The Criminal Justice System and Its Effect on Homelessness

When it comes to homelessness, there are many factors that “encourage” a negative perception. Those experiencing homelessness are forced to face the assumption made by society that they aren’t “good” individuals. As the news and media often reinforce negative stereotypes, it is hard to sway the general public’s negative perception of homelessness. Additionally, those experiencing homelessness often do not have the chance to establish themselves as “good”people. The stigma regarding homelessness doesn’t just come from bystanders and media: it also comes from places of authority.  

Being homeless is a very vulnerable situation for an individual to face. Because finding shelter is a difficult task, those experiencing homelessness are given no other choice other than to live on the streets. 

Individuals experiencing homelessness are commonly believed to be addicted to drugs and alcohol, lazy, mentally ill, criminals, and much more. These assumptions simply come from a lack of education and understanding; many people assume that these individuals cannot get off of the streets because of poor personal choices. These beliefs, however, are far from true. Too often, it is the general public’s negative stereotypes and broken economic, healthcare, and justice systems that keep these individuals on the streets. 

Individuals that have a conviction history are more likely to experience homelessness, emphasizing the interconnected relationship between the criminal justice system and the homelessness population. 

The US Department of Housing and Urban Development states that “more than 50,000 people enter shelters directly from correctional facilities a year.” It is studied that the more times one faces incarceration, the higher their odds are of experiencing homelessness. 

Those who aren’t given or getting help after facing incarceration increase the number of those experiencing homelessness, which results in less shelter beds and other necessities for survival. When someone is facing homelessness, their odds of committing a crime increase because they are trying to survive and feel as though they are given no other opportunity to break the cycle.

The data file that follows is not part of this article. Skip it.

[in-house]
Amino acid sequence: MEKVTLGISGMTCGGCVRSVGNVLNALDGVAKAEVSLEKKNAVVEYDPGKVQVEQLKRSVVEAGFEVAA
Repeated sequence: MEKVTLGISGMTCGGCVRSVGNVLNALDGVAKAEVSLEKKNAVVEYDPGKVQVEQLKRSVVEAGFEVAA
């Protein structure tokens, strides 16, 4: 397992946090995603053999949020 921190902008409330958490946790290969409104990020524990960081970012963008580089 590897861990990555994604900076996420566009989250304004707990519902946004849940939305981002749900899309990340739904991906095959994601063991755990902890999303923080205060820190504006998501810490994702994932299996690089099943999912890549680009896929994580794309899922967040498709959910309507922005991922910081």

The California Policy Lab states that “people experiencing unsheltered homelessness who were surveyed between 2015 and 2017 reported an average of 21 contacts with police in the past six months, 10 times the number reported by people living in shelters”.

Why are these numbers so high?

Law enforcement might not be trained to respond to the homeless population correctly, but with numbers increasing, everyone around should be doing their part and what they can do to help.

The California Policy Lab also states that “people experiencing unsheltered homelessness were also 9 times more likely than people in shelters to report having spent at least one night in jail in the past six months.” When homelessness individuals are faced with being on the streets, this draws more attention to them. 

People are generally more likely to pay attention to what homeless individuals are doing because of negative stigmas surrounding the situation. The vicious cycle of facing both incarceration and homelessness is hard to break. 

Homelessness comes with criminalization. Individuals tend to not stick up for those who are homeless because they don’t want to get in trouble or assume that the homelessness individual did something that got them in a situation of facing law enforcement. 

Without money to purchase necessities, how will a homeless individual be able to afford representation or a good lawyer? Some homeless individuals feel as though the only way they can make money and survive is by engaging in criminal activities because nothing else is working. 

The cycle of homelessness and the criminal justice system intertwine greatly. With the steps out there to help the homeless, we have yet to figure out how to decrease the odds of them feeling alone and imply that they don’t need to engage in criminal activities to survive, creating another tough cycle to break.


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